What Congress Should Demand of Puerto Rico for Statehood

Fiscal Sustainability, Full Bilingualism Must Prevail

Overwhelmed by the fiscal crisis, partly of his own making, Governor Alejandro García Padilla did not seek reelection in 2016 and handed the problems over to Ricardo Rosselló. (exgobernadoragp)

En español.

By Frank Worley-López

Republicans and Democrats have always promised to support Puerto Rican statehood if the people of Puerto Rico voted for that option. Last Sunday they did, and now Congress will have to respond in some way to the inevitable petition and actions to follow.

Those promises, however, were just quick soundbites to give to the press. They didn’t necessarily represent the true beliefs or wishes of the members or their parties.

Conservatives will be hard pressed to hold the support of their membership while allowing a very progressive territory to become a state, virtually guaranteeing additional (and permanent) hard-line Democrat seats in both chambers. Party faithful will also hammer them for allowing a fiscally dysfunctional state into the union.

Democrats can then play both sides of this issue. First, they will blame Republicans for Puerto Rico’s fiscal problems, which are far more severe than those of the states. They will also encourage Puerto Rico statehood so there is a precedent for the federal government to bail out financially troubled states (many of which are Democrat controlled).

Puerto Rico’s fiscal condition is in such dire straits that the Mercatus Center at George Mason University ranks it below all US states and an outlier relative to its peers. (Mercatus Center)


There is a way for the Republican majority to save face, while admitting Puerto Rico as a state. The GOP will have to put conditions on Puerto Rican statehood.

Congress can establish whatever conditions it wants for Puerto Rico to be admitted, including a second vote. When Utah entered the union, one of the requirements was for that the former territory ban polygamy. While not practiced by all Mormons, many considered it a deeply important religious practice. That begs the question, what conditions will congress set? Perhaps more important, what conditions should congress set for Puerto Rico to become a state.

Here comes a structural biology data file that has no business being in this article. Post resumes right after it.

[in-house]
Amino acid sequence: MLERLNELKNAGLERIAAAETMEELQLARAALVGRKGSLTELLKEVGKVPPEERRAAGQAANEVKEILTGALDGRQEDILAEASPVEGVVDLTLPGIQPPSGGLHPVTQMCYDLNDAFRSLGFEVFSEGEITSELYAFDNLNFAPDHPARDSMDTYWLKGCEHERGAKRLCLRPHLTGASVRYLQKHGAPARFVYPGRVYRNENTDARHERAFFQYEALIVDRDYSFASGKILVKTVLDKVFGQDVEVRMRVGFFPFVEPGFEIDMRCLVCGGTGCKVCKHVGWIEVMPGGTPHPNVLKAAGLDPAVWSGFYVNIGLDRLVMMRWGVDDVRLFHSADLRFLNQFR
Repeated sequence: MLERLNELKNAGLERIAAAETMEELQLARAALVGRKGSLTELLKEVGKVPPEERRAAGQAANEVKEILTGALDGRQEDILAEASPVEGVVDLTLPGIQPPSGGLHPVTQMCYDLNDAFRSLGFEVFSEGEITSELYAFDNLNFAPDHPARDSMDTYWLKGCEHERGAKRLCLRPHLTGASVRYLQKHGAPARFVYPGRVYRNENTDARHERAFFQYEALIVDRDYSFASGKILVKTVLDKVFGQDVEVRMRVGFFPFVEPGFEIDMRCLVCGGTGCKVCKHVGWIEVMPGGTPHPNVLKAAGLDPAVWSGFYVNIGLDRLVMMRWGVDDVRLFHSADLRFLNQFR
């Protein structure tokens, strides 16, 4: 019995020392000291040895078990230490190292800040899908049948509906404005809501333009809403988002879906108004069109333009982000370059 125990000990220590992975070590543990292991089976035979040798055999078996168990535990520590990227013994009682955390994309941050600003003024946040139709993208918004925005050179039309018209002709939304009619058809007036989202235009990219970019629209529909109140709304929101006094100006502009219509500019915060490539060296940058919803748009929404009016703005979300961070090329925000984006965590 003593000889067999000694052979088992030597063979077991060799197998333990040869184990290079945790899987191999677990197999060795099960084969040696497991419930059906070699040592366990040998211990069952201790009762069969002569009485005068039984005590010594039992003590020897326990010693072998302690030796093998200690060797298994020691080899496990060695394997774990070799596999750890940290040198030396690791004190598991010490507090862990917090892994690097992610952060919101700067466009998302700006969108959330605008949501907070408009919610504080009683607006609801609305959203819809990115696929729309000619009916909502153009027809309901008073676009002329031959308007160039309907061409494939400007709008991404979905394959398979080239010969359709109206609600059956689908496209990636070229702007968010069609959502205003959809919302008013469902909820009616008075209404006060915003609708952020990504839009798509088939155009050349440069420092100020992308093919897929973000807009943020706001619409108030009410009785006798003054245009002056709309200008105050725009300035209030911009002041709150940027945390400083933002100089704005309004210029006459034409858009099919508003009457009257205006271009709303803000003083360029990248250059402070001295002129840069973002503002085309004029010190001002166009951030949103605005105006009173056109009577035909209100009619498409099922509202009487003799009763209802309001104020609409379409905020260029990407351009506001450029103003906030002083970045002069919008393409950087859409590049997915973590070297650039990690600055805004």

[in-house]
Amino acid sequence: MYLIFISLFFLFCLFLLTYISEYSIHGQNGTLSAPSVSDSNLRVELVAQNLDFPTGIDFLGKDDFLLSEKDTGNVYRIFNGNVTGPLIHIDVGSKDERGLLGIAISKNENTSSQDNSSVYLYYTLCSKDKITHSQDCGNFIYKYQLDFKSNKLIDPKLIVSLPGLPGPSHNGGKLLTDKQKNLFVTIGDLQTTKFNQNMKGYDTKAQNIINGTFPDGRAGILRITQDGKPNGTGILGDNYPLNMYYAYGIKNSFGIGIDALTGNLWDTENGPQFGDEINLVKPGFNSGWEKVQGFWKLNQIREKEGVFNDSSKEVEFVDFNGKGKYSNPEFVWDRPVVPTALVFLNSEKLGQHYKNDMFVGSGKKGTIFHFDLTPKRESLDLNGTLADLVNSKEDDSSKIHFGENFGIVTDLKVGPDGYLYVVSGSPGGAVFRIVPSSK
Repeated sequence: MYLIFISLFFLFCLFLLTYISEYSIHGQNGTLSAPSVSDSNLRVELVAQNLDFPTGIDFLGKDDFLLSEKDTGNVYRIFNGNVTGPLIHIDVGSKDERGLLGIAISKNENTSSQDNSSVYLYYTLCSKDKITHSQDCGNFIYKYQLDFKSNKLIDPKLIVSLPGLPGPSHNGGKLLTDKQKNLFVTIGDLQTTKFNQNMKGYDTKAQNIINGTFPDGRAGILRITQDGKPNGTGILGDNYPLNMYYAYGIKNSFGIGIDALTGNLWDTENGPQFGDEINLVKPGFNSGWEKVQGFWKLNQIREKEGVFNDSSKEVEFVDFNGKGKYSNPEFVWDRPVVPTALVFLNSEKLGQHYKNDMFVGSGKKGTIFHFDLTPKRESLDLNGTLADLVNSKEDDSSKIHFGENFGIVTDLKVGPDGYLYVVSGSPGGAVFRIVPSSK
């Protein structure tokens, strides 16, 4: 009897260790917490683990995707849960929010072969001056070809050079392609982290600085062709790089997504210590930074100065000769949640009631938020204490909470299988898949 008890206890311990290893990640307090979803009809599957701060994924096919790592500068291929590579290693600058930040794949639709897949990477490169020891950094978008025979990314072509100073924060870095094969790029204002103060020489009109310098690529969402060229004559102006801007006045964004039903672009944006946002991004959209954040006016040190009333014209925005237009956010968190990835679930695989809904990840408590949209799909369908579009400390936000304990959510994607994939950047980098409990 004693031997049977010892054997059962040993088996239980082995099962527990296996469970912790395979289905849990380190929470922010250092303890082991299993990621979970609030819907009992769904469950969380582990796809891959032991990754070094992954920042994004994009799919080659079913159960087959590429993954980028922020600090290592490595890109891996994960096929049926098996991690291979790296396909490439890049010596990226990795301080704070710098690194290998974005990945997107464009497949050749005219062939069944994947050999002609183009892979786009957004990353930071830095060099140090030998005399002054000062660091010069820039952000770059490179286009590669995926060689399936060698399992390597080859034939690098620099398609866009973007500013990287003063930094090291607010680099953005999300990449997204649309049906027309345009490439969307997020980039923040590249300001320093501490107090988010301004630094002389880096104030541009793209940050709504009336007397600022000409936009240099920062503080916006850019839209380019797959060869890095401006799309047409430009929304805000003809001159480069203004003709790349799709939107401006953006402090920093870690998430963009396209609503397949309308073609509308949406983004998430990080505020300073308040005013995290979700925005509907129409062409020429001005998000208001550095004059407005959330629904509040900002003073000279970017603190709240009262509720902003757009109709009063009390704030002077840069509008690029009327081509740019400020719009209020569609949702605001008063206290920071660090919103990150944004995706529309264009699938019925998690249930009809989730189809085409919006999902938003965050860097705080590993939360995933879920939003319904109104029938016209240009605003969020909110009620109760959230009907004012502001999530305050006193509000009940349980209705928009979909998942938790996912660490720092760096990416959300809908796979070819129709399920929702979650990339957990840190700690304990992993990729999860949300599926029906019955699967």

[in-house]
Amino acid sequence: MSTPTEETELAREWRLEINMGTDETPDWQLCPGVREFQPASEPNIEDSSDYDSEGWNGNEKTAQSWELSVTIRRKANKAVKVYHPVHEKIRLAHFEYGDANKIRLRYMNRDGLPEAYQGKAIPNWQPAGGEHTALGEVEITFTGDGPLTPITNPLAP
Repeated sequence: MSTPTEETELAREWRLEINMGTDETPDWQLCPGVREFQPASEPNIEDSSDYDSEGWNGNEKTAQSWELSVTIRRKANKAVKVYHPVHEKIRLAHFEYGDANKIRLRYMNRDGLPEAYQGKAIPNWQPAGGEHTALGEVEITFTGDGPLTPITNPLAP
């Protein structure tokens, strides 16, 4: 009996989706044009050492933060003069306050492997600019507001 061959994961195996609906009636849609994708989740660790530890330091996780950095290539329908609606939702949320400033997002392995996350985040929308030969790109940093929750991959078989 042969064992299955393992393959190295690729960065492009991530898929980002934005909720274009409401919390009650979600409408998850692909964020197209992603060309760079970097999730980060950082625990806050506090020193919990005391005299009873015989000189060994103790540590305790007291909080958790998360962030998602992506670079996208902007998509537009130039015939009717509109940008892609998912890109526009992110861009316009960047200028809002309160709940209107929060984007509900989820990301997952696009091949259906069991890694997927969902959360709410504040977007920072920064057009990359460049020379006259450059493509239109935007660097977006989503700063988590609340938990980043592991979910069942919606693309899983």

The obvious answer is two:

First, Congress should require Puerto Rico to get its fiscal house in order by balancing the budget and fulfilling financial obligations. That way the other states are not required to bail out the 51st state. A stronger balanced-budget clause should be added to the Puerto Rico Constitution. Puerto Rico should pay its debts and bring the size of government down to a level that will better guarantee the commonwealth won’t find itself in the same mess 10 years from now.

Second, and perhaps more complicated, Congress should require Puerto Rico to improve the position and use of the English language within its jurisdiction. English and Spanish are already both official languages of the territory, but policy and practice are often two different things. While many Spanish speakers have successfully waged a battle to get government documents and services in their native tongue on the mainland, English-only speakers visiting Puerto Rico can be hard pressed to get service in English at many government offices.

The island’s only English-language radio station, WOSO Radio (my former employer), closed its doors several years ago due to low ad revenues and high operating costs. The only English-language newspaper, the San Juan Star, went out of business and its replacement is, well, not very successful.

Speaking English at a government office can sometimes get you worse service or none at all. Underneath the rejection of English and English speakers is a not so latent anti-American current that threatens to derail any attempt at statehood.

Anti-statehood forces will exploit both these issues to try to stop progress. Congress should move forward and resolve the Puerto Rico status issue once and for all, but it should do so with its eyes wide open and conditions that make sense both for the island and the rest of the United States.

Frank Worley-López is a retired member of the Army Corps of Engineers and a former public-relations specialist. He founded the Republican Independence Movement for Puerto Rico (MIRE) and was cofounder of the Puerto Rico Libertarian Party. Follow @FrankWorleyPR.

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